In Kenya’s dryland districts, gaps in access to productivity-enhancing resources are disconcertingly wide despite the growing number of external interventions. This research paper evaluates five past interventions to identify resource access gaps and effective designs replicable in the region. The study used cross-sectional data collected from sampled participants in each of the interventions. A two-stage regression model was used to assess the perceived effectiveness of the interventions. Results of the analysis showed that access to productivity-enhancing resources particularly irrigation, quality seeds, fertilizers and markets was patchy and low. Furthermore, access was significantly high where complementary resources could be found in a single intervention. Conclusively, resource planning should be an integral part of every intervention. Towards this end, irrigation and markets for credit and produce are critical. Moreover, use of the participatory intervention design is recommended in order to foster identification of complementary resources, which are relevant for specific socio-economic and natural contexts.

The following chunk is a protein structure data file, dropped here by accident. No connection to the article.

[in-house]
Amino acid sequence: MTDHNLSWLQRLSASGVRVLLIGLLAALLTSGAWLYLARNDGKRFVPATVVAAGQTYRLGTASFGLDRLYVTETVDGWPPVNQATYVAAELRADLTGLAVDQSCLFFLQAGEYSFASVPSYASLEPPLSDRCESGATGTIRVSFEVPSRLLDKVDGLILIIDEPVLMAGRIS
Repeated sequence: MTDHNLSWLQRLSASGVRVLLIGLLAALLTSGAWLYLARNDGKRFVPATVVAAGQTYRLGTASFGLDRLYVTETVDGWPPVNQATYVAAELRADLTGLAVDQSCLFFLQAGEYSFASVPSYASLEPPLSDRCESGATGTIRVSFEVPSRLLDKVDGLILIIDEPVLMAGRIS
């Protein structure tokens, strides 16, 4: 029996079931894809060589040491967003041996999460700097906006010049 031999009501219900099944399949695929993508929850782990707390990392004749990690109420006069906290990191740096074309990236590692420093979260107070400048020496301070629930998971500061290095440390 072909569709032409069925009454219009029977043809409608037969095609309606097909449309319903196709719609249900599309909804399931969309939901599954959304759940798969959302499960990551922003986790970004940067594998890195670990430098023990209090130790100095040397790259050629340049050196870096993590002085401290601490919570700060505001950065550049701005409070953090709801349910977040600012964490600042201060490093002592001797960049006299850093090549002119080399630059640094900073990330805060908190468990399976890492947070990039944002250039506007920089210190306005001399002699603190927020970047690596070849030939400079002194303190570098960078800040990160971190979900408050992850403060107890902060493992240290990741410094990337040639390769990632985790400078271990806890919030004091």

Key words: Intervention designsresource access, farm productivity, dryland, Kenya.
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